Micro bats

Looking after Microbats and other Native Animals in our Gardens

A bi-product of urbanisation and agriculture is the loss of mature trees, tree hollows and other native vegetation. Native animals find themselves without a secure shelter and end up in “B grade” accommodation.


For example, Sugar Gliders trying to live in the fronds of banana tress, Feathertail Gliders turning up in the electricity boxes on top of power poles, microbats trying to sleep in mailboxes and our seldom seen little Antechinus (our native mouse) trying to raise its babies in sock drawers, and even kitchen stoves. This is far from ideal as many of these animals will perish in their hazardous homes.

Microbats make up to 20% of all Australian mammals, comprising over 60 species mostly roosting in colonies to maintain temperature and humidity. Over 50% of Australia’s microbats are “tree-dwelling”, which mean they, like many mammals are very dependant on tree hollows.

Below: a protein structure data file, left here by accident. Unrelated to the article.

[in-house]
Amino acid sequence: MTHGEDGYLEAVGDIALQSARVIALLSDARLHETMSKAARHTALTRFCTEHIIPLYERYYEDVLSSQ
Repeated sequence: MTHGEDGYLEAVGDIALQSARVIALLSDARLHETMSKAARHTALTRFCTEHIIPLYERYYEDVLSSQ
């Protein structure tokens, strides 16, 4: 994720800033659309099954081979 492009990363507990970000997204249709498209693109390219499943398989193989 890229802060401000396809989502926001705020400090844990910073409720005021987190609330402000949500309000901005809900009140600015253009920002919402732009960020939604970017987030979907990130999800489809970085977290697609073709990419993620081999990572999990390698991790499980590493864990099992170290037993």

A well made nesting box will last 10 years or more. Appropriately placed, boxes can be a home for up to 50 microbats. When you consider that a single microbat can consume one half its own weight in insects a night, up to an incredible 500 insects per hour, there is a distinct advantage to having  a healthy population of these little critters around your house or farm.

The provision of artificial roosts should not be an excuse to allow the removal of native forest but it will help native animals survive.

Microbat nesting box

Microbat nesting box